A comedian who was fined by the BC Human Rights Tribunal after a confrontation with a lesbian couple at a Vancouver restaurant is appealing the decision, arguing the province's human rights legislation shouldn't apply to stand-up comics.

The tribunal ruled in favour of Lorna Pardy, a gay woman who testified that Guy Earle shouted gay slurs and other insults at her and her girlfriend from both on and off the stage during a comedy show in 2007. Earle and the restaurant were ordered to pay a total of $22,500 in compensation.

The case became a flashpoint in the debate over whether provincial human rights bodies should be regulating speech, particularly the potentially off-colour jokes in a stand-up comedy routine.


Comedian Guy Earle says he was being harassed by a lesbian couple, not the other way around. CBC

Earle says in a petition filed with the B.C. Supreme Court that the province's Human Rights Code shouldn't apply to arts performances and asks the court to strike down the law.

"I can see no reasoning or law that says that the [Human Rights] Code has authority to restrict the content of a performer's expression," Earle writes in an affidavit filed with the court last week.

"I couldn't have known that I was subject to Section 8 of the code and that I did not have the protection guaranteed to all Canadians under the Charter or that I would be held up in the national media as a convicted homophobe."

Offstage remarks

Much of the public discussion surrounding the case has focused on whether Earle's jokes were offensive enough to justify a human rights complaint, but the tribunal's decision made it clear the accusations extended far beyond the content of his standup act.

Tribunal member Murray Geiger-Adams concluded Earle needlessly berated the women several times throughout the night, using gay slurs and other profanities both on stage and at the women's table when he wasn't performing.

Geiger-Adams concluded the women weren't heckling, but rather Earle's behaviour appeared to be in response to seeing Pardy and her girlfriend kiss.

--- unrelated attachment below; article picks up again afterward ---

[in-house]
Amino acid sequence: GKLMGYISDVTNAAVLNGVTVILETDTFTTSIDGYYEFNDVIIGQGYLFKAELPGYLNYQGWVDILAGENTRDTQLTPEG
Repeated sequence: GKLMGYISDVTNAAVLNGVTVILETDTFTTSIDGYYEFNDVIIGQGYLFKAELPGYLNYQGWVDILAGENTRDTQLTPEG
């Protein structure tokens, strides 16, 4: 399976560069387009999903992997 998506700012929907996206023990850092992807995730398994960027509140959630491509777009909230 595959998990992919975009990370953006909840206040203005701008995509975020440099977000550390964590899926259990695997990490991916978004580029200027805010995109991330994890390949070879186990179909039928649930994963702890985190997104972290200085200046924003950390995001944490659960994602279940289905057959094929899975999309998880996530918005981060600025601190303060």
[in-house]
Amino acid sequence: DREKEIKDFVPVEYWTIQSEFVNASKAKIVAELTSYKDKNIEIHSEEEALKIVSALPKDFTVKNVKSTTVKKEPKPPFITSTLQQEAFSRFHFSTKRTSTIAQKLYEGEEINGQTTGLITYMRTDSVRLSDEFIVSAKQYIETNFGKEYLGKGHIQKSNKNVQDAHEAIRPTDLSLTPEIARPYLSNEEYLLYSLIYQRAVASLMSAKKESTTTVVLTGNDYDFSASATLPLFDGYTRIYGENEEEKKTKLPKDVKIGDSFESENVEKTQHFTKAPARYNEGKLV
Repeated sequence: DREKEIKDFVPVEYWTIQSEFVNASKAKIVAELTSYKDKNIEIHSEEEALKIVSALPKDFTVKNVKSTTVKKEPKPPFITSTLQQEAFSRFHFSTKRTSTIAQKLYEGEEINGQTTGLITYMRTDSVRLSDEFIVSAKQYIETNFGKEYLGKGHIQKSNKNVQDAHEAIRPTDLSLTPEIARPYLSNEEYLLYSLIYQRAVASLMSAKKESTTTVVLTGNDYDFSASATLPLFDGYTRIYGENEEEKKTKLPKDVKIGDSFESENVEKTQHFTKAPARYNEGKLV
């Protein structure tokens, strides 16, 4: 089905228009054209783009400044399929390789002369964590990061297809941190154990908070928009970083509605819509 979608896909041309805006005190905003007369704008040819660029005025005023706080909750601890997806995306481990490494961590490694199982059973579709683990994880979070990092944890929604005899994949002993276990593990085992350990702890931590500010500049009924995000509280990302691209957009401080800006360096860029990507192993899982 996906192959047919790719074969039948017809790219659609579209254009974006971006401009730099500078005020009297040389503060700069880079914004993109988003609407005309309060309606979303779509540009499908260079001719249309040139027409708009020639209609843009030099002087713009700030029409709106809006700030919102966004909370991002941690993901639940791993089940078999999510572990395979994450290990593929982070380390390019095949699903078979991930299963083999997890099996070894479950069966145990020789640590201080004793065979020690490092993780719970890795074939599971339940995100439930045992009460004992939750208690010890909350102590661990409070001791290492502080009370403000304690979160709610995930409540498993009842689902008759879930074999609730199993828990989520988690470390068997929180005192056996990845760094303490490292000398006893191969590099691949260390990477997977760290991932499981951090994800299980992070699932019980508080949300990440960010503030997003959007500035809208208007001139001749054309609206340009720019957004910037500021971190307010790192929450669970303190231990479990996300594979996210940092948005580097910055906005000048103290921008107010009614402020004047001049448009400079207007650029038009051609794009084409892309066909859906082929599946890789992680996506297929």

Earle did not appear at the hearings because the tribunal wouldn't allow him to testify over the telephone, but in his recently filed affidavit, he disputes nearly all of Pardy's claims about what happened and says the tribunal's findings were wrong.

Earle insists the women were disruptive as they came inside Zesty's restaurant from the patio and began heckling him almost immediately. He admits to using a gay slur, but he downplays his use of the word and says he was simply calling out a heckler.

Contradicting accounts

"Comics will speak of the 'perfect' way to handle hecklers, but the fact of the matter is that stand-up is spontaneous, often unscripted, and sometimes the comic will handle a heckler with elan and sometimes they will not," writes Earle, describing his response to Pardy as a "smackdown."

"Just as a judge is entitled to shut up people who are disrupting the proceedings, a comic is entitled to smack down members of the audience who disrupt the show."

Earle claims he did not become aggressive even when Pardy threw water at him, and he insisted it was Pardy who repeatedly approached him.

Earle was ordered to pay $15,000, while the restaurant and its owner, Salam Ismail, were fined $7,500.

Ismail has also filed an application for judicial review, making many of the same arguments as Earle. They are both also disputing the tribunal's finding that Earle, who was volunteering as an MC, was an employee of the restaurant.

Lawyers for Earle and Pardy could not be reached for comment.